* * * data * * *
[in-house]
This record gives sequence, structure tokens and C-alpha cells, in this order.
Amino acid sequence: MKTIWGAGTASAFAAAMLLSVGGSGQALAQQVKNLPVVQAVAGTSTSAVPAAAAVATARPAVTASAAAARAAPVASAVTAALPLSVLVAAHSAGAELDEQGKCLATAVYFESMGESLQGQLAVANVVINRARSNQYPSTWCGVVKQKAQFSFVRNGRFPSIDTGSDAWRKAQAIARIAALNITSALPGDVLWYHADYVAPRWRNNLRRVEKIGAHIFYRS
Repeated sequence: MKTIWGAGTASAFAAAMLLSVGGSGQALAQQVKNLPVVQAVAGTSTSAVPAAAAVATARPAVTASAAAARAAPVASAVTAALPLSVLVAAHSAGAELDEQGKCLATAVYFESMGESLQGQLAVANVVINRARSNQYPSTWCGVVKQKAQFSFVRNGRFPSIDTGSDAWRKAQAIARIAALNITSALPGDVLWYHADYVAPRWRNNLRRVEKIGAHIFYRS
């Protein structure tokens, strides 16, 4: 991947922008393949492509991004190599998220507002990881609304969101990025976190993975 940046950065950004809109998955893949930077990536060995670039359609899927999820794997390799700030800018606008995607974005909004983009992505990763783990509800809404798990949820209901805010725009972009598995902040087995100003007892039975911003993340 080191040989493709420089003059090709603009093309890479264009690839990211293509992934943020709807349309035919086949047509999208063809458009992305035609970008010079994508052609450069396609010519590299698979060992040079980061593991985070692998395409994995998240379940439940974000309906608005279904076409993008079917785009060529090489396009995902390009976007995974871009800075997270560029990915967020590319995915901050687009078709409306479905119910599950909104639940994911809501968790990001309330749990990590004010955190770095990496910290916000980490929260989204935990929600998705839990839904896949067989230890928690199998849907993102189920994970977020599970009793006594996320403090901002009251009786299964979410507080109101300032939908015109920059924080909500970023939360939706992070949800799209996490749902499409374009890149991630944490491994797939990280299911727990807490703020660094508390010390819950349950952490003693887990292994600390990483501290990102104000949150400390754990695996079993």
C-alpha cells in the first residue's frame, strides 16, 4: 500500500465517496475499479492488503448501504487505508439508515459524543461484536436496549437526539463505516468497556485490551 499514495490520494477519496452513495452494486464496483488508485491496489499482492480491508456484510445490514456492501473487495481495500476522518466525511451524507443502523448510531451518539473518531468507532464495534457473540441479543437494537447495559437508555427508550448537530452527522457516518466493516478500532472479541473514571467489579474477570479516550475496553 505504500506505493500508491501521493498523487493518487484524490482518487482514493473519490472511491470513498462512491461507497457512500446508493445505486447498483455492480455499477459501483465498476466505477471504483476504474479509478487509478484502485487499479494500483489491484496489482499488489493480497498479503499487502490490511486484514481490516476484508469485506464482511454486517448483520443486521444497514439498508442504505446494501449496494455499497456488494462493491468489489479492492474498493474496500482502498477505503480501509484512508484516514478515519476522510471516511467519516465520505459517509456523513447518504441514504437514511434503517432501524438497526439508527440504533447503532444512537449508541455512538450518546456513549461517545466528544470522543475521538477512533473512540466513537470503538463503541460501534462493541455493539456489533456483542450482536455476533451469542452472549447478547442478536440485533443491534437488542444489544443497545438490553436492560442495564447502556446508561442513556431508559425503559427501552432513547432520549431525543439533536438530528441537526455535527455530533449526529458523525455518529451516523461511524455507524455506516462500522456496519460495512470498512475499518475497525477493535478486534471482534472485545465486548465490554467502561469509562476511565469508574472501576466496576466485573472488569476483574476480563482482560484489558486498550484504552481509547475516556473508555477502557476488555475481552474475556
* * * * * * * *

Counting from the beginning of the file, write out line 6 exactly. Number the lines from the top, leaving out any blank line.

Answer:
C-alpha cells in the first residue's frame, strides 16, 4: 500500500465517496475499479492488503448501504487505508439508515459524543461484536436496549437526539463505516468497556485490551 499514495490520494477519496452513495452494486464496483488508485491496489499482492480491508456484510445490514456492501473487495481495500476522518466525511451524507443502523448510531451518539473518531468507532464495534457473540441479543437494537447495559437508555427508550448537530452527522457516518466493516478500532472479541473514571467489579474477570479516550475496553 505504500506505493500508491501521493498523487493518487484524490482518487482514493473519490472511491470513498462512491461507497457512500446508493445505486447498483455492480455499477459501483465498476466505477471504483476504474479509478487509478484502485487499479494500483489491484496489482499488489493480497498479503499487502490490511486484514481490516476484508469485506464482511454486517448483520443486521444497514439498508442504505446494501449496494455499497456488494462493491468489489479492492474498493474496500482502498477505503480501509484512508484516514478515519476522510471516511467519516465520505459517509456523513447518504441514504437514511434503517432501524438497526439508527440504533447503532444512537449508541455512538450518546456513549461517545466528544470522543475521538477512533473512540466513537470503538463503541460501534462493541455493539456489533456483542450482536455476533451469542452472549447478547442478536440485533443491534437488542444489544443497545438490553436492560442495564447502556446508561442513556431508559425503559427501552432513547432520549431525543439533536438530528441537526455535527455530533449526529458523525455518529451516523461511524455507524455506516462500522456496519460495512470498512475499518475497525477493535478486534471482534472485545465486548465490554467502561469509562476511565469508574472501576466496576466485573472488569476483574476480563482482560484489558486498550484504552481509547475516556473508555477502557476488555475481552474475556